Children weighing less than 4.4 pounds at birth may be more prone to autism spectrum disorders, a new study suggested.
The estimated prevalence of autism spectrum disorders reached 5 percent in a group of more than 1,100 low birth weight babies, Jennifer A. Pinto-Martin of the University of Pennsylvania in Philadelphia and colleagues found.
That prevalence was five times higher than expected from the general population, the group noted in the November issue of Pediatrics. Indeed, by comparison, the U.S. Centers for Disease Control and Prevention reported a 0.9 percent prevalence among 8-year-olds across the United States in 2006.
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"This prospective study, using rigorous diagnostic procedures, confirms that the rate of autism spectrum disorders is elevated among low birth weight/preterm survivors," the researchers wrote in the paper.
That low birth weight and prematurity put children at risk of cognitive and motor disability has been well established, but their link with autism spectrum disorders was largely through retrospective studies and those that screened without diagnostic confirmation, the group noted.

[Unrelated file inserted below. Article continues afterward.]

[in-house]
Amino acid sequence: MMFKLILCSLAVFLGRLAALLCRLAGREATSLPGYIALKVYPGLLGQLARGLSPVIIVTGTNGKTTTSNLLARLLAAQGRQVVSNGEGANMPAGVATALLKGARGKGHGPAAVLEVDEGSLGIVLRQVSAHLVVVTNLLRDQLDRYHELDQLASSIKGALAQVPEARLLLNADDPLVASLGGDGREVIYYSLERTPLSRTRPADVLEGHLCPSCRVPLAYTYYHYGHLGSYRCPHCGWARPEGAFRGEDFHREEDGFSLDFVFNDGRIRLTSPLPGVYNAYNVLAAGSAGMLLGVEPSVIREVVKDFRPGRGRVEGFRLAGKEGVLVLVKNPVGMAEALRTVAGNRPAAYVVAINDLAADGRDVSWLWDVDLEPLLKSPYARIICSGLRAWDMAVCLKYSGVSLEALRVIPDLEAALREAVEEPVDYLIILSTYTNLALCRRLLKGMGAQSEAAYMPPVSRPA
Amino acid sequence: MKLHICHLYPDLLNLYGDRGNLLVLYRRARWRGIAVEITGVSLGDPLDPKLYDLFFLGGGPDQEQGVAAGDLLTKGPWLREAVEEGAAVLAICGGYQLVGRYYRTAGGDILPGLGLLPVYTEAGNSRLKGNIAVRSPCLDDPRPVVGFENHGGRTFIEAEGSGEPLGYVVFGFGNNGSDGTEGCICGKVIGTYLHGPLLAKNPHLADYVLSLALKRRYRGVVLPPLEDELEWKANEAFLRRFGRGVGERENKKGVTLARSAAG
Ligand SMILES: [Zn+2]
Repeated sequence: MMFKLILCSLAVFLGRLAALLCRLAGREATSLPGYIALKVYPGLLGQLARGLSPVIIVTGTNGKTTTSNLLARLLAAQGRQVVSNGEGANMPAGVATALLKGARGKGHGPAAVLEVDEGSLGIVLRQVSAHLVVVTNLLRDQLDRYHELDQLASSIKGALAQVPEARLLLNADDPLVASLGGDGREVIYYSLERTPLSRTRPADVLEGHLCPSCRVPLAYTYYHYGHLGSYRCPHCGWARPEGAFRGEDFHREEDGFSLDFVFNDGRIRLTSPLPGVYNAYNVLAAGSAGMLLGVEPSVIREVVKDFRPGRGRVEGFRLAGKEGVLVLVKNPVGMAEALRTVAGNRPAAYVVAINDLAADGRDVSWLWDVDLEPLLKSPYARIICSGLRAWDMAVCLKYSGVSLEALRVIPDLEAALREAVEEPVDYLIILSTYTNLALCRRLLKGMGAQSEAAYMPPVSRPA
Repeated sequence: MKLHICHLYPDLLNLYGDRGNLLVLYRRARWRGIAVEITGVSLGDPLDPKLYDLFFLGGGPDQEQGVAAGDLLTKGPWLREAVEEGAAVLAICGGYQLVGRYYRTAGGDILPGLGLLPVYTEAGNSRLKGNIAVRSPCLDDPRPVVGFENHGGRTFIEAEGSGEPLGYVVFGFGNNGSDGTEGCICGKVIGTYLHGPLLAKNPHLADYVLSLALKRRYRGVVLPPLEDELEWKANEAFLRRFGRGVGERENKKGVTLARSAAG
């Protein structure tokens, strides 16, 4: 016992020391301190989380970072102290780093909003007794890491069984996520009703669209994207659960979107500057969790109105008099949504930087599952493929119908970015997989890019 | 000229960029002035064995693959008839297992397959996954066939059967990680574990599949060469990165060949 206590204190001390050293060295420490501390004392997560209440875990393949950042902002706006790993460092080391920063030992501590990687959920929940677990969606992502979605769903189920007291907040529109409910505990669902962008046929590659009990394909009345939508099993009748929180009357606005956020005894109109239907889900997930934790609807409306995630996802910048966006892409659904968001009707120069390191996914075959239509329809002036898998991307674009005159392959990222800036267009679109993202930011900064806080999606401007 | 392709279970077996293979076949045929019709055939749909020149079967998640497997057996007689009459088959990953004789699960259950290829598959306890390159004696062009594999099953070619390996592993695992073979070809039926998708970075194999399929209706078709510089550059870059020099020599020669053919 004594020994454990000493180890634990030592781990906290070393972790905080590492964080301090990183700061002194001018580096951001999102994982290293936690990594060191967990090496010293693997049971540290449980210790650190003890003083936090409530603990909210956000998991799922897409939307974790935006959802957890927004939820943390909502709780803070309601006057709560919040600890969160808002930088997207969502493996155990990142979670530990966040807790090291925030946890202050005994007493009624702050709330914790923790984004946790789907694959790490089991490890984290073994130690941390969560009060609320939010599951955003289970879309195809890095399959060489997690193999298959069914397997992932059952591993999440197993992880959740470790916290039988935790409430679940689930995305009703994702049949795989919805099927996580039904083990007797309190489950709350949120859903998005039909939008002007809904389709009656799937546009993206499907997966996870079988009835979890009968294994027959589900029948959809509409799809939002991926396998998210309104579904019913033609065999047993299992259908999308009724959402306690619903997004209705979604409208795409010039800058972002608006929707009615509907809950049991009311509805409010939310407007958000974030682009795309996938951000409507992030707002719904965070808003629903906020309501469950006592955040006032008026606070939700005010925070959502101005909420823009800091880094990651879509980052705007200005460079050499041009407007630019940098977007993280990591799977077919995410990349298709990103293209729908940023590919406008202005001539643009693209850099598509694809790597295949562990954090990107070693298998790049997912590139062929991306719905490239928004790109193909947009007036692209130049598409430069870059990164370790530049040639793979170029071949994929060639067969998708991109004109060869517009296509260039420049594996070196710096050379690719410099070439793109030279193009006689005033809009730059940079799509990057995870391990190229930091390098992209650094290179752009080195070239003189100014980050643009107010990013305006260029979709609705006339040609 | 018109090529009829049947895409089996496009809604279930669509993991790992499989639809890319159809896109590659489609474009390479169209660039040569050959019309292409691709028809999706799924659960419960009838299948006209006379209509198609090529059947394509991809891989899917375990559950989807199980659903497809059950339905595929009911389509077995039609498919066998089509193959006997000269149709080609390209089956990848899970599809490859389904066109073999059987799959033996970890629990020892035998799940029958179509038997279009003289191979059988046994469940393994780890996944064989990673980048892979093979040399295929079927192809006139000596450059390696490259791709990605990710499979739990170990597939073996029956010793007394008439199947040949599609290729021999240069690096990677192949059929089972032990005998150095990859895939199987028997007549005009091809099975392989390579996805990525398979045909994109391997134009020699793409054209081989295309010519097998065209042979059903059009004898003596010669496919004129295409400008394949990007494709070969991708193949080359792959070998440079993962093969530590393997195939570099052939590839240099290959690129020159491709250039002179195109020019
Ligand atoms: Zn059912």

About 3 percent of children born in the United States weigh between 1.1 and 4.4 pounds at birth.
Pinto-Martin's group studied a population-representative group of 1,105 such infants followed in the Neonatal Brain Hemorrhage Study.
That study was done at three hospitals, which covered 85 percent of low birth weight births, in three central New Jersey counties, from 1984 to 1987. At the time, these three counties were demographically comparable to the nation except for slightly higher incomes and slightly fewer minorities.
Low birth weight tended to be more often linked to autism spectrum disorders in boys than girls (9.9 percent versus 3.3 percent).
The lower the low birth weight, the higher the risk of autism spectrum disorders tended to be, with a 10.6 percent prevalence at less than 3.3 pounds versus 3.7 percent at 3.3 to 4.4 pounds at birth weight.